“The resources at MIT are amazing in the sense that you can get access to great professors, research opportunities, and classes.”
Are there networking events available during the Fall term? And are these exclusive to MFin students, or do they cater to MIT Sloan as a whole?
Yes, the majority of networking events are in the fall — our recruiting partners typically dictate who gets to attend. It’s usually split between intern presentations (First-Year MBAs) and full-time presentations (Second-Year MBAs and MFin students).
A large amount of the recruiting is done early in the year. How can the MFin program prepare me for recruiting if I haven't had enough academic experience yet?
The Career Development Office provides you with the necessary resources (i.e., network, cover letter, résumé, interview workshops, etc.). Networking and alumni connections here are simply the best. You get to work with and learn from MBA students, Sloan Fellows, and MSMS students. Also, you will have access to the MIT Sloan alumni network, many of whom are very involved in the recruiting process.
Does the lack of an internship period in the program make it difficult to find jobs?
It does hurt to not have a financial internship on your record, so it is advisable to seek one before enrolling in the MFin program. However, even without an internship being a part of the program, every student is usually able to find a suitable jobthrough a combination of extra effort, displaying a real passion for finance, and having the MIT Sloan name behind them.
How will international students be placed? Does this make recruiting difficult?
There are some difficulties associated with placing international students, both in that it is often not possible for international students to work in the United States, and companies from outside the United States find it difficult to travel here just to recruit. However, as you know, a majority of students this year are from outside the United States. Frankly, some of the best opportunities available to our students are international positions — you only have to look at the growth of Asia relative to the rest of the world in terms of IPO deals, etc., this year. In an attempt to be a part of this growth, each year we lead a trek of students to the Asia region to introduce our students to employers there. This year, we are expanding from just Hong Kong to include Beijing and Singapore.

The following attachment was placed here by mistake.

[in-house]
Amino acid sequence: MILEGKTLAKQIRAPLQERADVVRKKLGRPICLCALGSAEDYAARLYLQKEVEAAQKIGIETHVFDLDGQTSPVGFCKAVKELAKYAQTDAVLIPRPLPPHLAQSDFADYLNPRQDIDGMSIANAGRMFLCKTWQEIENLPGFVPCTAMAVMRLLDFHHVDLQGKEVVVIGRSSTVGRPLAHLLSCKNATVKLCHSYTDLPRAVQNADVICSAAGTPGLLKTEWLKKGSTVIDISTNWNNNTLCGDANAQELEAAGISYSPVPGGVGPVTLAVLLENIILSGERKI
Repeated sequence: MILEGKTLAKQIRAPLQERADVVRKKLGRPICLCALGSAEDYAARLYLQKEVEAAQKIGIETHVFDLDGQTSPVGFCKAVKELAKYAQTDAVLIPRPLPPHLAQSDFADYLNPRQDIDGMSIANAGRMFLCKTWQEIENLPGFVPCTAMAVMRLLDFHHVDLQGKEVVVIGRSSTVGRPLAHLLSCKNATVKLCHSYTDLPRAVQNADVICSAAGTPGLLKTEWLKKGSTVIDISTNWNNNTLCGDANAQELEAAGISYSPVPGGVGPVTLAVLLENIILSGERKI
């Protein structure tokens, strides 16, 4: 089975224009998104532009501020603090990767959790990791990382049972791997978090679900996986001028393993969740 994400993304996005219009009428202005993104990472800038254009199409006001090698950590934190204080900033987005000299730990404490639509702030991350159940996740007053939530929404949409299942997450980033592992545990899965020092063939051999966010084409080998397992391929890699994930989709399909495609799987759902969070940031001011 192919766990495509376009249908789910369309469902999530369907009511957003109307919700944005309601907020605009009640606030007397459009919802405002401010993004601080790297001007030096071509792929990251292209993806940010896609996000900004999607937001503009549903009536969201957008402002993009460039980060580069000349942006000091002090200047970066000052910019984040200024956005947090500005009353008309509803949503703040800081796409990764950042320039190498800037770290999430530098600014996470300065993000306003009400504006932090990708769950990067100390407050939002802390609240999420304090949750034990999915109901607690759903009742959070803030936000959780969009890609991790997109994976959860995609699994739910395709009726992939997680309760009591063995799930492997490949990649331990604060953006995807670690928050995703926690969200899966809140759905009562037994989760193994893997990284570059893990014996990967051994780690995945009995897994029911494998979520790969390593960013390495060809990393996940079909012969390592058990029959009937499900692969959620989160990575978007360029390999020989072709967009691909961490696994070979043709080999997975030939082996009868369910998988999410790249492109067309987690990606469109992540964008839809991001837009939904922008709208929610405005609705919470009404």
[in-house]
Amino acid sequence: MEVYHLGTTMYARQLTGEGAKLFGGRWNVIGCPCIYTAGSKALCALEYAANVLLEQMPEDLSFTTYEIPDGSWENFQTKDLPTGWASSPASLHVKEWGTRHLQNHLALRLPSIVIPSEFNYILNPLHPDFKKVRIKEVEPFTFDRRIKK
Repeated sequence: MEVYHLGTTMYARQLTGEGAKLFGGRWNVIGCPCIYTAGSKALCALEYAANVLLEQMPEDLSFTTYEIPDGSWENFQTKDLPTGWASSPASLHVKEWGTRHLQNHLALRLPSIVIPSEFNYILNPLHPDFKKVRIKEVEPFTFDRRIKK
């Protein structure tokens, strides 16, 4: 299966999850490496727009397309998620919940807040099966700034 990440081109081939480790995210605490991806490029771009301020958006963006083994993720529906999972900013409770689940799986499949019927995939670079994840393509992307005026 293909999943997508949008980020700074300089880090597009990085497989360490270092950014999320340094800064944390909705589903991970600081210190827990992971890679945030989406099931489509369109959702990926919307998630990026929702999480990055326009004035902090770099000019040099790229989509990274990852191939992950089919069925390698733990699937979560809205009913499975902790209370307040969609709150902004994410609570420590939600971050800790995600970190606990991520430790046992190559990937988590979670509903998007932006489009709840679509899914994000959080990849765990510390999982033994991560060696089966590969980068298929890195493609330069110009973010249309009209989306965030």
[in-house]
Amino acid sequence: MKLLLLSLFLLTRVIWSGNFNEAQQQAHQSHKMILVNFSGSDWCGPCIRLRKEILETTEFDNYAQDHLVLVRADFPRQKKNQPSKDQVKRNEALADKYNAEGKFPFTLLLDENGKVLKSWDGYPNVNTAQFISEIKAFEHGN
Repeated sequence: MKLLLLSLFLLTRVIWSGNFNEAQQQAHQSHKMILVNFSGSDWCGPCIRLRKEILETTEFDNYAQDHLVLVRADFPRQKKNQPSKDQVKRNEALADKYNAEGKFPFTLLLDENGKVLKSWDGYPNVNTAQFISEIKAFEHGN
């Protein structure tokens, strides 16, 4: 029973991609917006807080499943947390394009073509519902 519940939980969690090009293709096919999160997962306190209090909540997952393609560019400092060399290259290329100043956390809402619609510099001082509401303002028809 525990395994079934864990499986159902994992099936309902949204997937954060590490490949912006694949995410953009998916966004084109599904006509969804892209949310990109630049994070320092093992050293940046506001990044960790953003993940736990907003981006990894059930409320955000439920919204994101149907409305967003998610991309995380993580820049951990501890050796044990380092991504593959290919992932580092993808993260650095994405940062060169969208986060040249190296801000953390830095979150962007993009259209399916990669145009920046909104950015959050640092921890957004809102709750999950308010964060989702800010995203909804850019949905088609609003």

If I am interested in a very quantitative job, would MIT Sloan’s MFin program not be appropriate for me, and should I opt for a quantitatively driven financial engineering program instead?
That is not the case at all. A great number of students come to the MFin program wanting to target quantitative job roles, and they have all found plenty of courses to meet their needs. Keep in mind that in addition to the classes offered specifically by MIT Sloan, students are also entitled to enroll in any class at MIT, including the other graduate departments, such as engineering, computing, mathematics, and statistics.
Did all of the students of the MFin students who were seeking employment find a job?
Yes, all the students seeking jobs had secured an offer by September (when the typical benchmarking takes place). Roles included positions in Sales & Trading, “Classic” IBD, quantitative finance, traditional corporate finance roles, and financial leadership programs. Students were split about 50/50 between domestic and international positions.
Has placement improved in the last year?
First, I want to give all our students full credit for earning their job offers last year. We do not “place” people, in the traditional sense. However, we do offer a number of support services through the Career Development Office shared with all of MIT Sloan.
What are the typical salary ranges we can expect after leaving the MFin program?
Salary is extremely dependent on experience. Analyst-level roles typically are compensated in the $60K-$80K range, while associate-level roles typically pay $100K or more. But remember, recruiters typically expect at least 3–5 years of experience in the workplace before they will consider candidates for this level.
What percentages of the class went into which fields, post-graduation?
About 15 percent went into sales & trading, 15 percent classic international business development, 15 percent finance leadership programs, 15 percent consulting, 10 percent quant roles, 10 percent investment management, 10 percent treasury/CFO path roles, and 10 percent management training.
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"The demand that we’re trying to fill is for specialized people, professionals in the financial industry, ranging from managers, traders of hedge funds, and risk managers at major financial institutions."